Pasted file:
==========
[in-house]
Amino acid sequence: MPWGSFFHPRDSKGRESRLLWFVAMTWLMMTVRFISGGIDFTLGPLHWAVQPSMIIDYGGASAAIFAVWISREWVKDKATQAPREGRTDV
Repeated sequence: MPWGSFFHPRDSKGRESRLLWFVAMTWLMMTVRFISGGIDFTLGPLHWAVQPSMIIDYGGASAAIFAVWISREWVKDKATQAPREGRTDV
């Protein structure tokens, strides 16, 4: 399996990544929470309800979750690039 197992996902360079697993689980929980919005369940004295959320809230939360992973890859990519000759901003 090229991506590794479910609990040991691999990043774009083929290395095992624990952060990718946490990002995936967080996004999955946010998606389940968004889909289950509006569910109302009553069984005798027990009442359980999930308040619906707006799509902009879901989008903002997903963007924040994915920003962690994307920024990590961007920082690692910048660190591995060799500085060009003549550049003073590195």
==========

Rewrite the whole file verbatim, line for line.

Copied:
[in-house]
Amino acid sequence: MPWGSFFHPRDSKGRESRLLWFVAMTWLMMTVRFISGGIDFTLGPLHWAVQPSMIIDYGGASAAIFAVWISREWVKDKATQAPREGRTDV
Repeated sequence: MPWGSFFHPRDSKGRESRLLWFVAMTWLMMTVRFISGGIDFTLGPLHWAVQPSMIIDYGGASAAIFAVWISREWVKDKATQAPREGRTDV
């Protein structure tokens, strides 16, 4: 399996990544929470309800979750690039 197992996902360079697993689980929980919005369940004295959320809230939360992973890859990519000759901003 090229991506590794479910609990040991691999990043774009083929290395095992624990952060990718946490990002995936967080996004999955946010998606389940968004889909289950509006569910109302009553069984005798027990009442359980999930308040619906707006799509902009879901989008903002997903963007924040994915920003962690994307920024990590961007920082690692910048660190591995060799500085060009003549550049003073590195």